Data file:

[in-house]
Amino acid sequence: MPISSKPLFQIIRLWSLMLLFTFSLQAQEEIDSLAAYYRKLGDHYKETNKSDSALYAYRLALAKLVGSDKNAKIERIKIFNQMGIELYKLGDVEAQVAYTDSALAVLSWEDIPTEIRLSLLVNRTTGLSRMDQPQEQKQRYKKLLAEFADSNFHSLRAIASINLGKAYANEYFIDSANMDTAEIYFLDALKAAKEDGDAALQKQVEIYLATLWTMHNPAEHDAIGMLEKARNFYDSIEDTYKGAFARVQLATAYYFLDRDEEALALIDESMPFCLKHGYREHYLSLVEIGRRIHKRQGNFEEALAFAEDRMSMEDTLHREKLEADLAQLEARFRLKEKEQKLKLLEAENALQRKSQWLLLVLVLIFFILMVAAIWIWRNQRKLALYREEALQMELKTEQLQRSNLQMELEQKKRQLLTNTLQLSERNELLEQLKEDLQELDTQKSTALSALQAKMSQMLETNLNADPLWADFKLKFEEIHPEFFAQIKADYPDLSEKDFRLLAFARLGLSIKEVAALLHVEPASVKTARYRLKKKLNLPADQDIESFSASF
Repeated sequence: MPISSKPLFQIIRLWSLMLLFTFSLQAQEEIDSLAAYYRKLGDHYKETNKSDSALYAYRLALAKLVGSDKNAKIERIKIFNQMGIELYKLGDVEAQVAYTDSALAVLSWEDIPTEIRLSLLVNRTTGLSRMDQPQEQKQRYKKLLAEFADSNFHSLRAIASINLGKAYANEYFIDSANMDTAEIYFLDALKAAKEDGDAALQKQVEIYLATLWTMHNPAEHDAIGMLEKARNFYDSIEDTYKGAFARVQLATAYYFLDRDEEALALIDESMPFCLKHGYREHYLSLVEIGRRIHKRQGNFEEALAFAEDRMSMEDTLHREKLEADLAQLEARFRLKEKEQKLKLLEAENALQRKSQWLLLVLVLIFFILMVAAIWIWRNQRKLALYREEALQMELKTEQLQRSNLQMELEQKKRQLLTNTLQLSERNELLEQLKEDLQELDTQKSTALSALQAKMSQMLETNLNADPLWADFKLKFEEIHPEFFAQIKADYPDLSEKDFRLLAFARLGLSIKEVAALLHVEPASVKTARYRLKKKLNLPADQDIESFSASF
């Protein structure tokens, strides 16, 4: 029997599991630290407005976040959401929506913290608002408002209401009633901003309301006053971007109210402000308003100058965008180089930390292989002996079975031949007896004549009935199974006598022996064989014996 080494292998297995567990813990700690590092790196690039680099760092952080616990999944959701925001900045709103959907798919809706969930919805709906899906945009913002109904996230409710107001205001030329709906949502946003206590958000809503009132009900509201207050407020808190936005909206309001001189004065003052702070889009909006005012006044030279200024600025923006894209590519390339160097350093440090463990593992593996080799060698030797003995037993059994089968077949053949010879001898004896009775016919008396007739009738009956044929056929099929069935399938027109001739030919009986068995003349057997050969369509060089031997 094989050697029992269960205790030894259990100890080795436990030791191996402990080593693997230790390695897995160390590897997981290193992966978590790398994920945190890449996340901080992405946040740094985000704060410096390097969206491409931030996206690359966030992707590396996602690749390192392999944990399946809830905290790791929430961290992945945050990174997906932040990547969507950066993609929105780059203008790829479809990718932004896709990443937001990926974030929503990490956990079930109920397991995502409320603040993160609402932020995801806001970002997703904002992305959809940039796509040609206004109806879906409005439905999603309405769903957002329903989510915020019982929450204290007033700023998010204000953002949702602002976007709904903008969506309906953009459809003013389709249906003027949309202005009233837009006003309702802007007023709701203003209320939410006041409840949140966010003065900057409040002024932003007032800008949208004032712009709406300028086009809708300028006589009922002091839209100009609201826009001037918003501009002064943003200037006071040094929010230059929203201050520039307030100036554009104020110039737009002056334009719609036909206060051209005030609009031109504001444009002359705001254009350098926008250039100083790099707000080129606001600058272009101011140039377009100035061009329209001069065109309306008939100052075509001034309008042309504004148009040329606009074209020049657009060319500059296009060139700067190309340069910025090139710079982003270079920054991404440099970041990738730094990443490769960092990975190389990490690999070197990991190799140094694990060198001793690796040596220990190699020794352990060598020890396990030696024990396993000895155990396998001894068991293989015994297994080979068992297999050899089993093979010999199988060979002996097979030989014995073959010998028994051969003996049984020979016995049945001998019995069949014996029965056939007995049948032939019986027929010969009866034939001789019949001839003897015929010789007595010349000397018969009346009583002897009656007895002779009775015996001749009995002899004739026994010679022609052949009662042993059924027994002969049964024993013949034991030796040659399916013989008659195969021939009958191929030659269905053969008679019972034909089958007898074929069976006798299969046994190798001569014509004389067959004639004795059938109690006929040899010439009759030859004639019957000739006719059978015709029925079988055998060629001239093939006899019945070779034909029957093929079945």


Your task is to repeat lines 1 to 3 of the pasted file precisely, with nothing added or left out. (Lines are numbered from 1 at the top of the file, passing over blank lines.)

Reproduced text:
[in-house]
Amino acid sequence: MPISSKPLFQIIRLWSLMLLFTFSLQAQEEIDSLAAYYRKLGDHYKETNKSDSALYAYRLALAKLVGSDKNAKIERIKIFNQMGIELYKLGDVEAQVAYTDSALAVLSWEDIPTEIRLSLLVNRTTGLSRMDQPQEQKQRYKKLLAEFADSNFHSLRAIASINLGKAYANEYFIDSANMDTAEIYFLDALKAAKEDGDAALQKQVEIYLATLWTMHNPAEHDAIGMLEKARNFYDSIEDTYKGAFARVQLATAYYFLDRDEEALALIDESMPFCLKHGYREHYLSLVEIGRRIHKRQGNFEEALAFAEDRMSMEDTLHREKLEADLAQLEARFRLKEKEQKLKLLEAENALQRKSQWLLLVLVLIFFILMVAAIWIWRNQRKLALYREEALQMELKTEQLQRSNLQMELEQKKRQLLTNTLQLSERNELLEQLKEDLQELDTQKSTALSALQAKMSQMLETNLNADPLWADFKLKFEEIHPEFFAQIKADYPDLSEKDFRLLAFARLGLSIKEVAALLHVEPASVKTARYRLKKKLNLPADQDIESFSASF
Repeated sequence: MPISSKPLFQIIRLWSLMLLFTFSLQAQEEIDSLAAYYRKLGDHYKETNKSDSALYAYRLALAKLVGSDKNAKIERIKIFNQMGIELYKLGDVEAQVAYTDSALAVLSWEDIPTEIRLSLLVNRTTGLSRMDQPQEQKQRYKKLLAEFADSNFHSLRAIASINLGKAYANEYFIDSANMDTAEIYFLDALKAAKEDGDAALQKQVEIYLATLWTMHNPAEHDAIGMLEKARNFYDSIEDTYKGAFARVQLATAYYFLDRDEEALALIDESMPFCLKHGYREHYLSLVEIGRRIHKRQGNFEEALAFAEDRMSMEDTLHREKLEADLAQLEARFRLKEKEQKLKLLEAENALQRKSQWLLLVLVLIFFILMVAAIWIWRNQRKLALYREEALQMELKTEQLQRSNLQMELEQKKRQLLTNTLQLSERNELLEQLKEDLQELDTQKSTALSALQAKMSQMLETNLNADPLWADFKLKFEEIHPEFFAQIKADYPDLSEKDFRLLAFARLGLSIKEVAALLHVEPASVKTARYRLKKKLNLPADQDIESFSASF